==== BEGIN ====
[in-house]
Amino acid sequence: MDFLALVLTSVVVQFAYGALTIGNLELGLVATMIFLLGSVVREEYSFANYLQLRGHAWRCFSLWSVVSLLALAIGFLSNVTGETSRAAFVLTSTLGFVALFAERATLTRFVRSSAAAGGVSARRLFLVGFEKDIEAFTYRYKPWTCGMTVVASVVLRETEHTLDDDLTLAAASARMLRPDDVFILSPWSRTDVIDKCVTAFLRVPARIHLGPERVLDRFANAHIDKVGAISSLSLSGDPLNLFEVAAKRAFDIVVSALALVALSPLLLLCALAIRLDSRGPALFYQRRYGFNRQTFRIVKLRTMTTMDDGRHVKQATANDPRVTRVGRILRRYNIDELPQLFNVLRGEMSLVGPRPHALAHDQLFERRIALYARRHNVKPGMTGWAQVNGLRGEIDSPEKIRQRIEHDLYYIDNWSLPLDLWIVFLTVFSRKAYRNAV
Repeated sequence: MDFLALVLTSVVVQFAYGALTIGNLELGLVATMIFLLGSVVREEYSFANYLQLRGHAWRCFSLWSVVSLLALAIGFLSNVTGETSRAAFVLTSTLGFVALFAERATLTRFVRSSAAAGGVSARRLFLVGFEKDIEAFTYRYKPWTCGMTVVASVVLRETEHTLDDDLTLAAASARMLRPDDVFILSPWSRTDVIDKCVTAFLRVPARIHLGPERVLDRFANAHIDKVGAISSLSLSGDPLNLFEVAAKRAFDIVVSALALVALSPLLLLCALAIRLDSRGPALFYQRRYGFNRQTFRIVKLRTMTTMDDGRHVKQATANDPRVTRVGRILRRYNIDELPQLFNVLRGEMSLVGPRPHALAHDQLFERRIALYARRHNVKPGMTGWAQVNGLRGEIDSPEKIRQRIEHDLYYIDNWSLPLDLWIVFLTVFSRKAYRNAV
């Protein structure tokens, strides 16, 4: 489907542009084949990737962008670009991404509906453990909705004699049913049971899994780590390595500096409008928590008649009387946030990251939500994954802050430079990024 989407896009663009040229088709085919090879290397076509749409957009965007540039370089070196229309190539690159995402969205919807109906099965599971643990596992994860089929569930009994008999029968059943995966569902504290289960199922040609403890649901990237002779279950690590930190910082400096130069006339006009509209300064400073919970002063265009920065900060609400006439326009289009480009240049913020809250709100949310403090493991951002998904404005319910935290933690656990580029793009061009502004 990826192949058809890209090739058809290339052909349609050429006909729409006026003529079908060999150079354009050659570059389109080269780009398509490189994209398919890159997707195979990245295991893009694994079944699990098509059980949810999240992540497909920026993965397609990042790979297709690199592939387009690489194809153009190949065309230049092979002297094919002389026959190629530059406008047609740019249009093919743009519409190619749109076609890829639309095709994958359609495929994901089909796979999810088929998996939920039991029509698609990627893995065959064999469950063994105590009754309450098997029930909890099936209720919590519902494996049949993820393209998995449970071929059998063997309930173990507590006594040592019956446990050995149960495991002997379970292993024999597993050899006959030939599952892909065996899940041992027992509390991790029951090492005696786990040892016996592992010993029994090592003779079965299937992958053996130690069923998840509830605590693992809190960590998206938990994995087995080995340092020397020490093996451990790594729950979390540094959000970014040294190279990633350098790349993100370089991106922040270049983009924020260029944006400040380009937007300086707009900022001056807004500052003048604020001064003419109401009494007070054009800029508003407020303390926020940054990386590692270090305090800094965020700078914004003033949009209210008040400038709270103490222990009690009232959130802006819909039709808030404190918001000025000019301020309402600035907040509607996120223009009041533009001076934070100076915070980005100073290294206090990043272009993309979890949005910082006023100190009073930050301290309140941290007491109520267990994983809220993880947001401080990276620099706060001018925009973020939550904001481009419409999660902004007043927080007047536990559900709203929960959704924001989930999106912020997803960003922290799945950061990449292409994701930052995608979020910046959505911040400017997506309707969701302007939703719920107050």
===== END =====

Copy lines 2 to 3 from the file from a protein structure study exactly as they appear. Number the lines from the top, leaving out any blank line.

Amino acid sequence: MDFLALVLTSVVVQFAYGALTIGNLELGLVATMIFLLGSVVREEYSFANYLQLRGHAWRCFSLWSVVSLLALAIGFLSNVTGETSRAAFVLTSTLGFVALFAERATLTRFVRSSAAAGGVSARRLFLVGFEKDIEAFTYRYKPWTCGMTVVASVVLRETEHTLDDDLTLAAASARMLRPDDVFILSPWSRTDVIDKCVTAFLRVPARIHLGPERVLDRFANAHIDKVGAISSLSLSGDPLNLFEVAAKRAFDIVVSALALVALSPLLLLCALAIRLDSRGPALFYQRRYGFNRQTFRIVKLRTMTTMDDGRHVKQATANDPRVTRVGRILRRYNIDELPQLFNVLRGEMSLVGPRPHALAHDQLFERRIALYARRHNVKPGMTGWAQVNGLRGEIDSPEKIRQRIEHDLYYIDNWSLPLDLWIVFLTVFSRKAYRNAV
Repeated sequence: MDFLALVLTSVVVQFAYGALTIGNLELGLVATMIFLLGSVVREEYSFANYLQLRGHAWRCFSLWSVVSLLALAIGFLSNVTGETSRAAFVLTSTLGFVALFAERATLTRFVRSSAAAGGVSARRLFLVGFEKDIEAFTYRYKPWTCGMTVVASVVLRETEHTLDDDLTLAAASARMLRPDDVFILSPWSRTDVIDKCVTAFLRVPARIHLGPERVLDRFANAHIDKVGAISSLSLSGDPLNLFEVAAKRAFDIVVSALALVALSPLLLLCALAIRLDSRGPALFYQRRYGFNRQTFRIVKLRTMTTMDDGRHVKQATANDPRVTRVGRILRRYNIDELPQLFNVLRGEMSLVGPRPHALAHDQLFERRIALYARRHNVKPGMTGWAQVNGLRGEIDSPEKIRQRIEHDLYYIDNWSLPLDLWIVFLTVFSRKAYRNAV